Whilst on the topic of the dependent drug user it is probably pertinent to note that whilst some may end up a dependent user because of an attachment disorder it is also possible to have another aetiology. This can be due to a fixated development. The person gets stuck at a childhood stage of development and the drug addiction occurs due to that psychological basis.

The most obvious example of this is an addiction to cigarette smoking and a fixation at the oral stage of development. This can either be at the oral sucking stage (0 - 8 months) or the oral biting stage (6 - 18 months). For some reason the person never successfully completed either of these two stages of development. (This may also be the psychological basis for some very resilient eating disorders).

Satisfying oral stage needs

These people not only have the habit of smoking cigarettes to break and the addiction to nicotine. They also have the constant need for oral stimulation which is provided by smoking the cigarette and it is this point that makes it very difficult for them to stop for long periods of time.


Monday, June 21, 2010

Lets talk about sex

Psychotherapy can be a strange profession at times. It is designed perfectly for people to talk about sex.

When talking amongst themselves parents often recount their horror and “OMGs” when the kids ask about sex. From those parents who are just plain uncomfortable with the topic to those who agonise over how much to say and not too say, so as to not have their child twenty years later sitting in a therapist’s office talking about the day mommy or daddy told me about sex and the resultant trauma it caused.

If such traumatised people are unlucky they can also get a therapist who is uncomfortable with the topic of sex. Lets face it, it is a difficult topic and therapist’s are humans just like everyone else and some of them are just not comfortable talking about sex. Some therapists report that their clients never seem to talk about their sex lives which is probably not a good thing. The client probably picks up on the therapist’s discomfort about it and then gladly changes the topic as they are uncomfortable as well.

I was twenty two when I first ran my therapy groups and I too was probably uncomfortable and unsure of what to say and how to react when a client wanted to talk about their sex life. Over time that discomfort subsided as more and more people talked about sex and now it is no different to a client talking about how they clean their house obsessively.

On a personal note for therapists, having this happen is a good thing as it desensitises them to talking about sex. I have heard a lot of people talk about their sex lives, what they do and don’t do, what they think about during sex, fantasise about, their wants and sexual desires, pornography and so on. And I can tell you, there is not much that people have not thought about doing when it comes to sex.

Some of the straightest looking people have done a lot of very unstraight things in the bed room. The most unlikely looking people can have the most voracious sexual appetites and the most adventuresome of sex lives. On the other hand when the lights go out the Don Juan man and super model woman can be as boring a bats**t in bed and have little interest in sex. From what I have heard over the years there is no correlation between physical beauty and performance in the bedroom. Indeed if anything there is an inverse correlation. I am sorry guys, but the most beautiful and sexy women in the world are more likely to be bad lovers than good ones.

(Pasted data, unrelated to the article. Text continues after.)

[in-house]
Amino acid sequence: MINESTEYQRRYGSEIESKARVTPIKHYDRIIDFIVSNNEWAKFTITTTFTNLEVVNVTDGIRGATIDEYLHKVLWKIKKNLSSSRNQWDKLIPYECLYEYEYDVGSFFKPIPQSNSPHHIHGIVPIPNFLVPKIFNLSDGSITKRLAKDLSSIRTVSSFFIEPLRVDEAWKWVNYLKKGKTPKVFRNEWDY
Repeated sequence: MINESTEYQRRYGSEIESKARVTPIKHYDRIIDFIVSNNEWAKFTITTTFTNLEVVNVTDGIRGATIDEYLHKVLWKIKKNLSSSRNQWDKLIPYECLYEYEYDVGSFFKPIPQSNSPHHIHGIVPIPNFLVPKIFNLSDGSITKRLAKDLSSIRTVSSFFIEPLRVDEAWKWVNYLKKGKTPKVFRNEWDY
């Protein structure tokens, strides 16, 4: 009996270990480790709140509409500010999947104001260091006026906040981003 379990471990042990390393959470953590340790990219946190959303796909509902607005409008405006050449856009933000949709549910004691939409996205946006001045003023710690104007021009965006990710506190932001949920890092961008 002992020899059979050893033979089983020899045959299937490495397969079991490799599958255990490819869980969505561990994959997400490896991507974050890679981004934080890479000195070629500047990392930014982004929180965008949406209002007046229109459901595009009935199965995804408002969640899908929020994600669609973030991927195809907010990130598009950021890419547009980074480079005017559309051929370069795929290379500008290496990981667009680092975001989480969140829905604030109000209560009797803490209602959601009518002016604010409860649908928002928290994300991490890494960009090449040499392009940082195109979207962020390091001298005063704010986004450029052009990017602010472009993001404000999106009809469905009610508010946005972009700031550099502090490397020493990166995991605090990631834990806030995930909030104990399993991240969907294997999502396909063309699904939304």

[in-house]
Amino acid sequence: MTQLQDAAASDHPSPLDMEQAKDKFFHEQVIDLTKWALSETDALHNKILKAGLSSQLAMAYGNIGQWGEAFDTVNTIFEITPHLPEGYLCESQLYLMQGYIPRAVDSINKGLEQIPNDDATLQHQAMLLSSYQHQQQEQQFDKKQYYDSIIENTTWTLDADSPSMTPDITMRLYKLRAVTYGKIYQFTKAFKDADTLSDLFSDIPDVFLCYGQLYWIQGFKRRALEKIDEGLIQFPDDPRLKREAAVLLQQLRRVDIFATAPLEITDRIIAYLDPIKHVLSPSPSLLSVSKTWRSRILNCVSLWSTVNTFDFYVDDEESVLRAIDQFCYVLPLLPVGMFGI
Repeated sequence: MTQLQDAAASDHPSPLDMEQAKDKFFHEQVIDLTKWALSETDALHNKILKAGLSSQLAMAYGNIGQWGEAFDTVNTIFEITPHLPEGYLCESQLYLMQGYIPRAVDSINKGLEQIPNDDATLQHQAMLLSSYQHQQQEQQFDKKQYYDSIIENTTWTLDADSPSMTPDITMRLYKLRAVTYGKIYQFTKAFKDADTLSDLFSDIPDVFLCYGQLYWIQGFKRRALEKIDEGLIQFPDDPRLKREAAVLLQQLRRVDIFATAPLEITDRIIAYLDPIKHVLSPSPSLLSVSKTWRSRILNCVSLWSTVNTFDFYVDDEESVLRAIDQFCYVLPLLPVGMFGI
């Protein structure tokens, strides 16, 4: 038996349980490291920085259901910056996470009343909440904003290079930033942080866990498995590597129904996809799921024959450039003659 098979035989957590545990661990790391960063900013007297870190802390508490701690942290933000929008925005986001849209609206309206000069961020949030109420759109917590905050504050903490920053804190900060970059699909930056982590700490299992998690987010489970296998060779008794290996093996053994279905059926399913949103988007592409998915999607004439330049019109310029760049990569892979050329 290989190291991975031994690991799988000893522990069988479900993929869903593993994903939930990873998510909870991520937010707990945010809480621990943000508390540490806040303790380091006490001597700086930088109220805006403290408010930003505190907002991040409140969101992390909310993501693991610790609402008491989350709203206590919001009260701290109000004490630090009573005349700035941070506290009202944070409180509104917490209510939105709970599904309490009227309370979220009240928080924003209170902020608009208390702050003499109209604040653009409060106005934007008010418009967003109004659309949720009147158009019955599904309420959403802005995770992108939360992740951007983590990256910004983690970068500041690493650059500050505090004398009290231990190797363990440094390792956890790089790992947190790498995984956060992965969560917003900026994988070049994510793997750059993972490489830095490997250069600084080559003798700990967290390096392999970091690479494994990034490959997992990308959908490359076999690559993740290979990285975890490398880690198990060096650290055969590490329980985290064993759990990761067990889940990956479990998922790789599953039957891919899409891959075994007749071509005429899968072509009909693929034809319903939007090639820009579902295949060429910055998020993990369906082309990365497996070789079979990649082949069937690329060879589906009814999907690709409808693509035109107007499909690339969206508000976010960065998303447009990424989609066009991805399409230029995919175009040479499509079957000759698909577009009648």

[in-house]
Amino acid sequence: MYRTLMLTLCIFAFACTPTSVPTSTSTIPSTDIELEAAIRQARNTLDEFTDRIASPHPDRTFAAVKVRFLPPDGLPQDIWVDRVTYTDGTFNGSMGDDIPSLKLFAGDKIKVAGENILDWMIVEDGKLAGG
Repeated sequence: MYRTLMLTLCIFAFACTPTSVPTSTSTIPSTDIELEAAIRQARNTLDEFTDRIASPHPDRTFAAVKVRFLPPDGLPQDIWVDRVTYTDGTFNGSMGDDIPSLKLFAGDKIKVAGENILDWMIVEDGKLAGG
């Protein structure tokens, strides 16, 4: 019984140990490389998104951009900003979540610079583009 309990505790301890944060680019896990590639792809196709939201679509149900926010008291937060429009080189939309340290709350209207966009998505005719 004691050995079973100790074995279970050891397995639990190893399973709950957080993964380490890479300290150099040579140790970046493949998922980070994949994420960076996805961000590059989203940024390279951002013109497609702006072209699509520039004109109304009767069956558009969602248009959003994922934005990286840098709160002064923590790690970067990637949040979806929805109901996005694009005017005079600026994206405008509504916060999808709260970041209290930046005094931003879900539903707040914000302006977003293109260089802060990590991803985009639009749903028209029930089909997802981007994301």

As I said therapy is perfectly designed for people to talk about sex. The confidentiality allows people to open up much more and the setting is designed to for people to talk about concerns, fears and problems they might have about anything including sex. Sometimes client’s say that I am the only person they have ever told this to.

This places the therapist in a unique position. They get a view of human nature that it is rare, namely a cross sectional view of peoples most intimate thoughts and feelings about their sex lives. In a similar vein we have the prostitute or sex worker who also gets such a unique view into human nature but it only relates to the male side of the sex equation. If I ever see a sex worker who comes to me as a client, invariably at some point I will ask her for her views and observations about male sexuality and their sex lives. Sex workers have a unique perspective on male sexuality on this clandestine topic.

Not so long ago I counselled a 30 year old guy who had found a lovely woman and they were probably going to get married. He had a great concern though. He found that sometimes when he was having sex with her he would think about a past girl friend. He was very worried about this. He thought that he was being unfaithful to his fiancé to be and that this must mean that he is still really in love with his prior girlfriend.

My first step was to alleviate some of his fears with information about what others have told me they think about when having sex. By some standards his thoughts were very innocuous. Indeed his fiancĂ© to be maybe thinking of other things her self. When you think about it orgasm and sexual arousal are quite narcissistic acts. It’s all about me and what I find erotic. Some people seem to need a lot going through their mind to orgasm whereas others need very little. For some there are just a few thoughts which they find erotic, yet for others they can be many and varied and they can change considerably over time. Thus we arrive at the point of sex and psychological diagnosis.